Last night’s post about our own identities was cause for some brilliant introspection and some truly intelligent conversation. I deferred until this morning to answer the question myself.
All in the Timing
In revisiting my introduction to the last 25 people I have met, I have only been asked my identity once. Whether it is a side-effect of life in the American south or just my uber-polite social circle, I am introduced to most everyone I meet. This, however, does not deter me from having an answer or using it.
The one person who did ask me, knew my name, my profession, my faith, my gender, my familial role and my employment status. All which remained were politics and character. The politics would wait, but the character was the question. The question was posed:
Who are you inside?”
My answer was cryptic, but true: I am complete.
I have many names. I am Ann Marie. I am Annie. I am Momma. I am Ms. Dwyer. I am Momma Bear. I am Trouble. I am Ursula. I am Red. I am Playground Bully. I am Bitch Goddess.
Over the years, the names have changed and fallen from use, but they all refer to me. I do not subscribe my existence to any handle in particular, so my name is not indicative of my identity. It merely aids others in remembering who they think I am.
I am a Child of God.
I commune with my Heavenly Father in some of the oddest places. At church. In my truck. At my dinner table. In my tub. In my laundry room. In my bed. Deep in the woods. On the sidewalk. It is a convenience afforded those with a God who is omnipresent. He is where I am.
I am an entrepreneur.
I have never played, or worked as it were, well with others. While I can be largely helpful and tremendously patient, it is not a choice I make for myself in many cases beyond my progeny. I have worked for others, but have only been truly happy to toil when I was free of accounting for my corporate actions to anyone but myself.
I have reinvented myself many times to suit my financial and corporate needs. I remain at heart a writer, truly my profession. Yet, still, it is not enough to call me a writer, for even in my writing I am more than merely a scribe.
I am family.
I am a granddaughter. I am a daughter. I am a niece. I am a sister. I am a cousin. I am a mother. I am an aunt. I am a grandmother. Some days, I am more than one at a time. Still other times, I am also a surrogate father. Truly, I cannot be solely or completely described by any familial status.
I have character.
I am honest, logical, spontaneous, forthright, obstinate, erudite, brave, intelligent, patient, verbose, kind, tenacious, impatient, intolerant, longsuffering, forgiving, hard-hearted, compassionate, demure, caring, passionate, cruel, strong, fair, capricious, valiant, vulnerable, steadfast, willful, faithful. The length of the list is not indicative of all of my characteristics. Singly or in solido, they do not represent my identity.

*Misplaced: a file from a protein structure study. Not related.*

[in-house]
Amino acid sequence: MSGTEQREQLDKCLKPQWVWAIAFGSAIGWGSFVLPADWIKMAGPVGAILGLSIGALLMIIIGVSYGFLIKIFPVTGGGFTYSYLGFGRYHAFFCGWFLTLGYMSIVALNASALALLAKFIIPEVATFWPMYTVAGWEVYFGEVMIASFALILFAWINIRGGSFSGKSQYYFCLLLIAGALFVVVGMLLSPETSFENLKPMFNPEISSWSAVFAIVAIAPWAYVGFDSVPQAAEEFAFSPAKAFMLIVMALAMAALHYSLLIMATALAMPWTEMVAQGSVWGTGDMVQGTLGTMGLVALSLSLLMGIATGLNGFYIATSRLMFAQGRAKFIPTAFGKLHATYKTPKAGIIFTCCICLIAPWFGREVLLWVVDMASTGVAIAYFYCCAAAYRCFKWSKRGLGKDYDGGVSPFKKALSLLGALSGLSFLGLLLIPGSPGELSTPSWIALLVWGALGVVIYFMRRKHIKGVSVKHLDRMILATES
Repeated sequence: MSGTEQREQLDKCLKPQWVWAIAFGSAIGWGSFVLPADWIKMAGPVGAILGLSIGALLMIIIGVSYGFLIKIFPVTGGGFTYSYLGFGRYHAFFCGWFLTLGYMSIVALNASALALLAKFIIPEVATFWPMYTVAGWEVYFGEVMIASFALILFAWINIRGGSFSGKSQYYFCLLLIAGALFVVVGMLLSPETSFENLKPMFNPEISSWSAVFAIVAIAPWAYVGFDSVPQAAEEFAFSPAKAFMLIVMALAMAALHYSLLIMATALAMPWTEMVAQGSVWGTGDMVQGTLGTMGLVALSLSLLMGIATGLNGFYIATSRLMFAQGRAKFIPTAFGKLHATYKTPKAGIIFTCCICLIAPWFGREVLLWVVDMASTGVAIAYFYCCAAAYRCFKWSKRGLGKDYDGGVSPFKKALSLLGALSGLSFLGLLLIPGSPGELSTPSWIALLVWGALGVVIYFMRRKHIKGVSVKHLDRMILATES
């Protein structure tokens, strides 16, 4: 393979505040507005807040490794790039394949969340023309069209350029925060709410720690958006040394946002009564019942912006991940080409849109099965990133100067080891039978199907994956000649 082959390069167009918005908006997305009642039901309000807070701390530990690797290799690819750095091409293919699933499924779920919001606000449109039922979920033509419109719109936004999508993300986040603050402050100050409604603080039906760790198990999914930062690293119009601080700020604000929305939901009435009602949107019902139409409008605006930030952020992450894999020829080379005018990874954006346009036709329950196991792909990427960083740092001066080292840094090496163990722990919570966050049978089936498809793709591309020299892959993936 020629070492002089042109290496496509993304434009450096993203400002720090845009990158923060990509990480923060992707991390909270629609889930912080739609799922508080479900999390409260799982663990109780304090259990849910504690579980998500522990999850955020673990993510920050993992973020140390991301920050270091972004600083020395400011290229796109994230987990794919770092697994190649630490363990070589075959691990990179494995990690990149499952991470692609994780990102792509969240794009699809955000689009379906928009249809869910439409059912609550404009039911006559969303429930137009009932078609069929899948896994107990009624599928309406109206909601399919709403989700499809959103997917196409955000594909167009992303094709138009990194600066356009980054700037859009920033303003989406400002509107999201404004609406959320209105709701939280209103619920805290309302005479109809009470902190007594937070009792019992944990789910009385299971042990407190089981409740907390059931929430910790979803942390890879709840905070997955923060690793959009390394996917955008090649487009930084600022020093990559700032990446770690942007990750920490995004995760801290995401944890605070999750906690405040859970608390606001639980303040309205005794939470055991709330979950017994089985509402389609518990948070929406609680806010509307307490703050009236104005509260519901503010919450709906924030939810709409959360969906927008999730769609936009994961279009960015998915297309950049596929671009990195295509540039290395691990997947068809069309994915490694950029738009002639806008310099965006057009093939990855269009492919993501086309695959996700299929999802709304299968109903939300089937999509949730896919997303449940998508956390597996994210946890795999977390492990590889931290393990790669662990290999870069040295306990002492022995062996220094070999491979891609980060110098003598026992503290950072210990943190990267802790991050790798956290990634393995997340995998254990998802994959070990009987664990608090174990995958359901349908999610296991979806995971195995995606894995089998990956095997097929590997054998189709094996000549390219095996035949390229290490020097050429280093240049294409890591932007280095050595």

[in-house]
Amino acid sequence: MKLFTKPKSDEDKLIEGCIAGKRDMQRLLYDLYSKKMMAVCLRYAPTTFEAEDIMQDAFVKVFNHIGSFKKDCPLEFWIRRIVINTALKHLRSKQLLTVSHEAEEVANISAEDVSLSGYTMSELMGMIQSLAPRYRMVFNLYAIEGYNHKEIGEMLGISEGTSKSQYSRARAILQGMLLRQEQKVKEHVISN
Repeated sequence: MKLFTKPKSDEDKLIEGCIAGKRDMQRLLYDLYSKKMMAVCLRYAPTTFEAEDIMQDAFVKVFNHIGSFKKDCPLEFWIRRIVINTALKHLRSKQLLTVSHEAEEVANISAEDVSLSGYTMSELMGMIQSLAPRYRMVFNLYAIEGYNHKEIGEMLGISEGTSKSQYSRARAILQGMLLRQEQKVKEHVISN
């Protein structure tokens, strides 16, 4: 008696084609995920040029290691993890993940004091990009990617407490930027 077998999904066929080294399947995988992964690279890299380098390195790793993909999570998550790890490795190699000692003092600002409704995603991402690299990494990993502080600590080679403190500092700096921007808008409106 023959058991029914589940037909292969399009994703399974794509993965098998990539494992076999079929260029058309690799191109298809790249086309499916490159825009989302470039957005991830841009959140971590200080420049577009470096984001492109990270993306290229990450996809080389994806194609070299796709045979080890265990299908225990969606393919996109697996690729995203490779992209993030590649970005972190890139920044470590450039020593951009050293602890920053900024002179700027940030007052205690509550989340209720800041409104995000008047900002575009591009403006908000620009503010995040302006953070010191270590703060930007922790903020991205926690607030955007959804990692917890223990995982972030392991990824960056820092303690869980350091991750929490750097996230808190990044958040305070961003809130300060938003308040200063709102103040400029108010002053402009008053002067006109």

I am self-employed.
Being an entrepreneur means working for oneself. There are times when I am worth and earn my salary. There are other times when I do not pay for the work I have not done. I pay myself what I need to maintain a household for the children still living at home.
On the days when I have no interest in my profession, I do not work. Neither my rate of pay nor my inclination to perform changes my status or my identity.
I am disgusted.
The political arena, of which I was once a participating combatant, renders me to the point of tears. The level of corruption, malfeasance, non-feasance, incompetence, nepotism, glad-handing, duping, abuse and other equally unsavory actions are beyond what I would have ever dreamed the American public would allow.
Were it up to me, we would scrap the entire thing and begin with the Magna Carta and Constitution, to craft a document with concise language with little to no room for interpretation. Yes, there are some Amendments which may not make the cut in my version of what government should and should not be.
While these attitudes and opinions have changed very little over the decades, my social outrage is not what defines me.
I am not silent.
I have no trepidation meeting others. I have nothing to hide. The things I have done have made me the person I am today. I do not prefer to be anonymous. I want others to know I existed and did everything in my power to make a positive difference. Anonymity does not define me.
I am other.
I am complete.
Others have the choice of acknowledging or ignoring my declaration; Neither diminishes its veracity.
Others may identify the qualities and responsibilities in me; Their recognition is incomplete because I am far more than the simple sum of my component occupations.
Others see my emotion, yet cannot gauge or grasp its scope, variety and intensity; I am more than my expression at singular or aggregate events.
Others may see my need and assume I need assistance; The assumption leaves me cold, for they cannot perceive my capabilities.
Others see my self-sufficiency; They mistakenly discount my genuine desire for companionship and help.
Others perceive my compassionate love without knowing its power; The ignorance leaves me unlikely to share it.
Whatever you may perceive, I will always be more, for you cannot see all my dimensions without being inside my skin to see the things I hold sacred and safe against those who may be too careless to appreciate their value.
Has your answer changed from last night? How so? If not, why should it not?
PS If you blogged about this since last night, leave a link in the comments, please.
(c) Ann Marie Dwyer 2011
Reblogging of this or any other post on Momma’s Money Matters is expressly forbidden.
Spread the Love!